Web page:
Optimizing Changes within Schools

Submitted a month ago
Created by
Brad Choyt

Schools can be among some of the most difficult institutions to change. There are many reasons for this, including the finite number of opportunities teachers generally have for long-term planning or for collaborations with colleagues, the lack of funding for professional development, minimal resources available for long-term visioning or strategic planning, and school leadership that may not always support innovation. And then consider the shortage of teachers across the country and, as a result, the greater percentages of professionals who do not have the necessary depth of pedagogical and curricula training. Taken all together, one can understand why it’s an uphill battle for schools to innovate, even when they recognize the necessity of doing so.

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Yet, most educators are keenly aware that the content students need to know and how they can most effectively learn it is constantly evolving. Even when many obstacles are cleared away, it is often difficult to implement any number of new initiatives that are necessary to prepare students for the range of challenges they will face in their lifetimes—let alone to help them get ahead of the curve.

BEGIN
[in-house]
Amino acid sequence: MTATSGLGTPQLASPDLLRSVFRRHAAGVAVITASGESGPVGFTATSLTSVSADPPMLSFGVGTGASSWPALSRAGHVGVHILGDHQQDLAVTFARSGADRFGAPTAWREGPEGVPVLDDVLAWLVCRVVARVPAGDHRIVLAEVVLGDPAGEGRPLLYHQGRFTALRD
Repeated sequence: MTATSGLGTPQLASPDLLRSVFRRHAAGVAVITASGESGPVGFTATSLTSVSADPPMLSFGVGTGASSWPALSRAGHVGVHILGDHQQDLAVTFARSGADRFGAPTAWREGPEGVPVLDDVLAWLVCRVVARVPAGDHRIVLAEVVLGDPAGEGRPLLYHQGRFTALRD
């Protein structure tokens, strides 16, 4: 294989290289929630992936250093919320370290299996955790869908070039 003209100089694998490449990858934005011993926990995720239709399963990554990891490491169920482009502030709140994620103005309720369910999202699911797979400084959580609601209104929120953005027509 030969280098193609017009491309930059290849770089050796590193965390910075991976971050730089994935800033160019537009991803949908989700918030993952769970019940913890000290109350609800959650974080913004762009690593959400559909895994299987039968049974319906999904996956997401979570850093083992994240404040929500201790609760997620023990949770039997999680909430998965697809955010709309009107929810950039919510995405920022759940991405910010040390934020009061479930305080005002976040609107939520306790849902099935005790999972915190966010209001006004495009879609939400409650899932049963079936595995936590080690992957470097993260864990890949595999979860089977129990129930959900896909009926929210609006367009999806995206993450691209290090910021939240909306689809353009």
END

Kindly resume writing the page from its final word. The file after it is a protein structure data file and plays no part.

So how can schools make the most of their limited bandwidths and increase opportunities for innovation? To start, faculty and staff can build consensus around the most important problem at their school and then explore initiatives that will have the greatest potential impact. Once identified, teachers and administrators can collaborate more effectively as they take specific steps to address these priorities and make improvements, all while working within timelines that are reasonable yet finite. Once the changes are implemented, the faculty and staff should work together to evaluate the new initiatives and their potential outcomes. Knowing what was successful and what wasn’t after implementing changes will make future innovation more effective, fostering continuous improvement in other areas at the school. And though initiating a cycle of identification, implementation, and evaluation may seem difficult to maintain at times, I believe it’s necessary for schools to stay vibrant while continually striving to meet the needs of current students. There’s always room for improvement within every school, no matter how many or how few resources are available to make it happen.  

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